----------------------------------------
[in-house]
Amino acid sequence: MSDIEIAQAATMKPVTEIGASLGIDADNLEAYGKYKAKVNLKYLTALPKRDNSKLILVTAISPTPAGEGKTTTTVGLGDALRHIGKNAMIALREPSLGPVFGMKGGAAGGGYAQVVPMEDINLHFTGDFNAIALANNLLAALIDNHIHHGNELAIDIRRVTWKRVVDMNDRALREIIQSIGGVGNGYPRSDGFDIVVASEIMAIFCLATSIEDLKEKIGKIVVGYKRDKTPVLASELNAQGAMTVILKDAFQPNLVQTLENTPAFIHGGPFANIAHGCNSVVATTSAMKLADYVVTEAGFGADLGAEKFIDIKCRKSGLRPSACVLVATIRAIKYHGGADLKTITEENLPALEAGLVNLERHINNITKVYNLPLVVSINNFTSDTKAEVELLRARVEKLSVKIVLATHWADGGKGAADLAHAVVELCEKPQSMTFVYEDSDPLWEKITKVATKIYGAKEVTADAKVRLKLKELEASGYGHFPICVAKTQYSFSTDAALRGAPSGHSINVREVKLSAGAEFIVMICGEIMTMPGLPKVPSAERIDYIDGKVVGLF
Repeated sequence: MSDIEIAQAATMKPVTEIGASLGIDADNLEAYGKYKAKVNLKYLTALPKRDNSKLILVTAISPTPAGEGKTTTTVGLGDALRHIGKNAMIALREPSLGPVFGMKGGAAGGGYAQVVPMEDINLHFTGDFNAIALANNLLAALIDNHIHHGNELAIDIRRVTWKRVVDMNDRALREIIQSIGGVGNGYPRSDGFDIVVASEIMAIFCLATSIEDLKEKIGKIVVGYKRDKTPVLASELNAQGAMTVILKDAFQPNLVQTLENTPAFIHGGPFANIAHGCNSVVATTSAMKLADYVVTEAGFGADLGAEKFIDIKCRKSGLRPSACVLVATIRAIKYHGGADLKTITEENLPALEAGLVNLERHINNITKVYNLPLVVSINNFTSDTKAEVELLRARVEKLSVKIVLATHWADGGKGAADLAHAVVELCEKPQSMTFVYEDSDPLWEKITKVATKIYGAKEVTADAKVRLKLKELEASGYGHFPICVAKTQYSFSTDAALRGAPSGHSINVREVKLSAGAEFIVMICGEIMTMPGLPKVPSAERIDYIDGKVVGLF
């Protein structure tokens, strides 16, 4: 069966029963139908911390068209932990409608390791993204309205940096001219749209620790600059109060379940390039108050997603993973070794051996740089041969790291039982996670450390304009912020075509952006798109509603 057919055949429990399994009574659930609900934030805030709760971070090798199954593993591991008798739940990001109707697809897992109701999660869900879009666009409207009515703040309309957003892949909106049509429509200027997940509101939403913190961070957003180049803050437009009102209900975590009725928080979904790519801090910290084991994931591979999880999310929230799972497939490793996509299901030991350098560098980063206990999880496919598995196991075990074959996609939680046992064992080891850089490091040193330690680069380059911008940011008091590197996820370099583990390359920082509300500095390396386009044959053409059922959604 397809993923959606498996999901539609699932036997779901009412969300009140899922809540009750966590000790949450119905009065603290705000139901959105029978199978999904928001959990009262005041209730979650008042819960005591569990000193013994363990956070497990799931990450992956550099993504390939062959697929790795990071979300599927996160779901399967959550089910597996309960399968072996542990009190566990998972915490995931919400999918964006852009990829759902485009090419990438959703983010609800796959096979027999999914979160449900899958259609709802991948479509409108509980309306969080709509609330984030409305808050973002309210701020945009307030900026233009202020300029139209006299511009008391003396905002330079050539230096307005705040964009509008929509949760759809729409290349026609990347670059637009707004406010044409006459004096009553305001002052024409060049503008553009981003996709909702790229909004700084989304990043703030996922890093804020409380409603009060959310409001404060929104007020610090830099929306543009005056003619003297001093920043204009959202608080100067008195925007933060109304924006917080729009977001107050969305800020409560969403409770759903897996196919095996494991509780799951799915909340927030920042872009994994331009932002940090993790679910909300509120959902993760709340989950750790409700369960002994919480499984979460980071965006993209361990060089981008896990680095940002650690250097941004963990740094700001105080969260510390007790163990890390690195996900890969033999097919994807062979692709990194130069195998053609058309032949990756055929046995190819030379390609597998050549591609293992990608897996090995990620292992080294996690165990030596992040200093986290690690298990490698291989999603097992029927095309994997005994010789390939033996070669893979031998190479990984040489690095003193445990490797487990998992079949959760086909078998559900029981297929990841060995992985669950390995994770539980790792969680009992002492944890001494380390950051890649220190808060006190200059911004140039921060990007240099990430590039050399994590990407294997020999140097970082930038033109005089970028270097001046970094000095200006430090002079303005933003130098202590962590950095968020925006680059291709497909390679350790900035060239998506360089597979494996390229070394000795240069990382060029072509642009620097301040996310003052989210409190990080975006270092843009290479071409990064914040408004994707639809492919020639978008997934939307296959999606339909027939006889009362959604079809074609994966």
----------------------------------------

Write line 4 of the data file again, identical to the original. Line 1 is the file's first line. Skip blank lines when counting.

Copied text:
């Protein structure tokens, strides 16, 4: 069966029963139908911390068209932990409608390791993204309205940096001219749209620790600059109060379940390039108050997603993973070794051996740089041969790291039982996670450390304009912020075509952006798109509603 057919055949429990399994009574659930609900934030805030709760971070090798199954593993591991008798739940990001109707697809897992109701999660869900879009666009409207009515703040309309957003892949909106049509429509200027997940509101939403913190961070957003180049803050437009009102209900975590009725928080979904790519801090910290084991994931591979999880999310929230799972497939490793996509299901030991350098560098980063206990999880496919598995196991075990074959996609939680046992064992080891850089490091040193330690680069380059911008940011008091590197996820370099583990390359920082509300500095390396386009044959053409059922959604 397809993923959606498996999901539609699932036997779901009412969300009140899922809540009750966590000790949450119905009065603290705000139901959105029978199978999904928001959990009262005041209730979650008042819960005591569990000193013994363990956070497990799931990450992956550099993504390939062959697929790795990071979300599927996160779901399967959550089910597996309960399968072996542990009190566990998972915490995931919400999918964006852009990829759902485009090419990438959703983010609800796959096979027999999914979160449900899958259609709802991948479509409108509980309306969080709509609330984030409305808050973002309210701020945009307030900026233009202020300029139209006299511009008391003396905002330079050539230096307005705040964009509008929509949760759809729409290349026609990347670059637009707004406010044409006459004096009553305001002052024409060049503008553009981003996709909702790229909004700084989304990043703030996922890093804020409380409603009060959310409001404060929104007020610090830099929306543009005056003619003297001093920043204009959202608080100067008195925007933060109304924006917080729009977001107050969305800020409560969403409770759903897996196919095996494991509780799951799915909340927030920042872009994994331009932002940090993790679910909300509120959902993760709340989950750790409700369960002994919480499984979460980071965006993209361990060089981008896990680095940002650690250097941004963990740094700001105080969260510390007790163990890390690195996900890969033999097919994807062979692709990194130069195998053609058309032949990756055929046995190819030379390609597998050549591609293992990608897996090995990620292992080294996690165990030596992040200093986290690690298990490698291989999603097992029927095309994997005994010789390939033996070669893979031998190479990984040489690095003193445990490797487990998992079949959760086909078998559900029981297929990841060995992985669950390995994770539980790792969680009992002492944890001494380390950051890649220190808060006190200059911004140039921060990007240099990430590039050399994590990407294997020999140097970082930038033109005089970028270097001046970094000095200006430090002079303005933003130098202590962590950095968020925006680059291709497909390679350790900035060239998506360089597979494996390229070394000795240069990382060029072509642009620097301040996310003052989210409190990080975006270092843009290479071409990064914040408004994707639809492919020639978008997934939307296959999606339909027939006889009362959604079809074609994966």